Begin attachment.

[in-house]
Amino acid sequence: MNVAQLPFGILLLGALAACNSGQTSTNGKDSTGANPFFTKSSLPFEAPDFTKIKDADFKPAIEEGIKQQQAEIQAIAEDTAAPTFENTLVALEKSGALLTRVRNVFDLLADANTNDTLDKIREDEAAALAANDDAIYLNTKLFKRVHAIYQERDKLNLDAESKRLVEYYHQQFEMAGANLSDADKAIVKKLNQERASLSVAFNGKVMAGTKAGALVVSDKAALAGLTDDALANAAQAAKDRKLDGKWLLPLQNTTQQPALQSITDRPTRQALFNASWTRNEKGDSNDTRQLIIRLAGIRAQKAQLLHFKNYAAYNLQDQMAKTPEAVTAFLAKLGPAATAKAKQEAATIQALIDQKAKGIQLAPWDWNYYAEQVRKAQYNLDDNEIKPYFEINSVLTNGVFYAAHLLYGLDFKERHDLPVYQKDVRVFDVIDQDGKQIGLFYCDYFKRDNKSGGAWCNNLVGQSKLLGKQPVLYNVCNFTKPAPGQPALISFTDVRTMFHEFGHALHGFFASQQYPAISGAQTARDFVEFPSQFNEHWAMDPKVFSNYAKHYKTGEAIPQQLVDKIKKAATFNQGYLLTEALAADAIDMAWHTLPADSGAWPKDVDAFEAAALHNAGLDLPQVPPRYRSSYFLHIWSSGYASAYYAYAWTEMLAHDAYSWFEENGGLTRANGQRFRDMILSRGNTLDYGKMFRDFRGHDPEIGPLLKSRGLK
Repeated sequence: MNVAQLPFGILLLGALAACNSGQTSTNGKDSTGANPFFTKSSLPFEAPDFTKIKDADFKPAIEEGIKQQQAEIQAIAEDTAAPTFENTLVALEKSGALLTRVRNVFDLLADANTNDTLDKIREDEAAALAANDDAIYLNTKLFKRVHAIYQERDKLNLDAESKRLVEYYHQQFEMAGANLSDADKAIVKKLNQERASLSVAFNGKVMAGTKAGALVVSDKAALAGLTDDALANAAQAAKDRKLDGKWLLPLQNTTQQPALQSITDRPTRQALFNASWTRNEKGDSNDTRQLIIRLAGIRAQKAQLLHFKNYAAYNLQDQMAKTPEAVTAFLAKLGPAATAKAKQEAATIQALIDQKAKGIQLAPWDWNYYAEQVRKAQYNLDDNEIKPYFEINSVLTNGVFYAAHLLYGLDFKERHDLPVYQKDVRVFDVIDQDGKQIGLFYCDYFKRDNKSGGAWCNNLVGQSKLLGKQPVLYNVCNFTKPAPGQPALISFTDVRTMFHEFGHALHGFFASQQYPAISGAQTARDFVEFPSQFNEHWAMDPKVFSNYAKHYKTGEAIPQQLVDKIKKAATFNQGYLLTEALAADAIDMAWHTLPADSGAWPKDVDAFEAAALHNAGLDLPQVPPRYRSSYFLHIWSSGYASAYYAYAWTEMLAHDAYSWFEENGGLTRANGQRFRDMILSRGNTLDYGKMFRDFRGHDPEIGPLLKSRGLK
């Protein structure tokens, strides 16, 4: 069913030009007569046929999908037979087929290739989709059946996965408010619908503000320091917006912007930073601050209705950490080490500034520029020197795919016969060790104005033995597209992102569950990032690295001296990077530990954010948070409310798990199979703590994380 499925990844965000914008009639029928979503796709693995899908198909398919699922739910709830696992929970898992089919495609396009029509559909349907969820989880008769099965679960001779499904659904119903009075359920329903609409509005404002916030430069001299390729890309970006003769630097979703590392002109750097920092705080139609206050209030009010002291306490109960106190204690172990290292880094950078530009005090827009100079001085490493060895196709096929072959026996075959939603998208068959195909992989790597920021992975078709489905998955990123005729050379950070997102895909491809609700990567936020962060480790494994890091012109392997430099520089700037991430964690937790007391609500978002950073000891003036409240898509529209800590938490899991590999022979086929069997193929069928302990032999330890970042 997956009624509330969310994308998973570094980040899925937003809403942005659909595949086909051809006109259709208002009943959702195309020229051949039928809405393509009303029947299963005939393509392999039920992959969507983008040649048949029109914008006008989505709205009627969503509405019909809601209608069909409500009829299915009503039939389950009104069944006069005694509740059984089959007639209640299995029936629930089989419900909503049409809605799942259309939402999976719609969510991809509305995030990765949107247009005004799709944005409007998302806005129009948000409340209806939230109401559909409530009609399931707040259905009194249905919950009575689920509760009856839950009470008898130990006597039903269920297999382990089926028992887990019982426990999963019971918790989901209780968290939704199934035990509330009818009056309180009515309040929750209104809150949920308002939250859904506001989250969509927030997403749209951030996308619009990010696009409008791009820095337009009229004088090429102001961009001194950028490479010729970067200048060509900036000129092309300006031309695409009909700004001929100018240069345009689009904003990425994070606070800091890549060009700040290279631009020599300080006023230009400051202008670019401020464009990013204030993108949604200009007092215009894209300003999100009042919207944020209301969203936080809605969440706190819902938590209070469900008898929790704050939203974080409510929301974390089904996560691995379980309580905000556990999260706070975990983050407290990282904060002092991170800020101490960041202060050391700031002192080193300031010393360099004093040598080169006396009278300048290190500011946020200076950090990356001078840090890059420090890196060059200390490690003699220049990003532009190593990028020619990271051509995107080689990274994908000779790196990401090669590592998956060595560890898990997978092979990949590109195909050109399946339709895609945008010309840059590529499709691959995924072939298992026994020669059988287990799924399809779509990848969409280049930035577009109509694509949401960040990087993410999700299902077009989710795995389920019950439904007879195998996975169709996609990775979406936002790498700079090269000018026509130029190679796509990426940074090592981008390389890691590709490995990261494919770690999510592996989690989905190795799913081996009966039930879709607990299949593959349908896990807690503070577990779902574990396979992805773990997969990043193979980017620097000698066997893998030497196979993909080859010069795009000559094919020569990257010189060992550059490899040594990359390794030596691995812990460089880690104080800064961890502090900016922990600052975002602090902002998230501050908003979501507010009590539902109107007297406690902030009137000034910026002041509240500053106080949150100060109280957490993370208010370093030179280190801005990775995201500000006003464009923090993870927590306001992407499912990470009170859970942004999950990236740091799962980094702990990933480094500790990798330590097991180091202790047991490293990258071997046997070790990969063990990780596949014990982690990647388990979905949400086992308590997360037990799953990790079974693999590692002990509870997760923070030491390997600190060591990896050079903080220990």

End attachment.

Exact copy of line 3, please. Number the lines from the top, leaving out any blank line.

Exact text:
Repeated sequence: MNVAQLPFGILLLGALAACNSGQTSTNGKDSTGANPFFTKSSLPFEAPDFTKIKDADFKPAIEEGIKQQQAEIQAIAEDTAAPTFENTLVALEKSGALLTRVRNVFDLLADANTNDTLDKIREDEAAALAANDDAIYLNTKLFKRVHAIYQERDKLNLDAESKRLVEYYHQQFEMAGANLSDADKAIVKKLNQERASLSVAFNGKVMAGTKAGALVVSDKAALAGLTDDALANAAQAAKDRKLDGKWLLPLQNTTQQPALQSITDRPTRQALFNASWTRNEKGDSNDTRQLIIRLAGIRAQKAQLLHFKNYAAYNLQDQMAKTPEAVTAFLAKLGPAATAKAKQEAATIQALIDQKAKGIQLAPWDWNYYAEQVRKAQYNLDDNEIKPYFEINSVLTNGVFYAAHLLYGLDFKERHDLPVYQKDVRVFDVIDQDGKQIGLFYCDYFKRDNKSGGAWCNNLVGQSKLLGKQPVLYNVCNFTKPAPGQPALISFTDVRTMFHEFGHALHGFFASQQYPAISGAQTARDFVEFPSQFNEHWAMDPKVFSNYAKHYKTGEAIPQQLVDKIKKAATFNQGYLLTEALAADAIDMAWHTLPADSGAWPKDVDAFEAAALHNAGLDLPQVPPRYRSSYFLHIWSSGYASAYYAYAWTEMLAHDAYSWFEENGGLTRANGQRFRDMILSRGNTLDYGKMFRDFRGHDPEIGPLLKSRGLK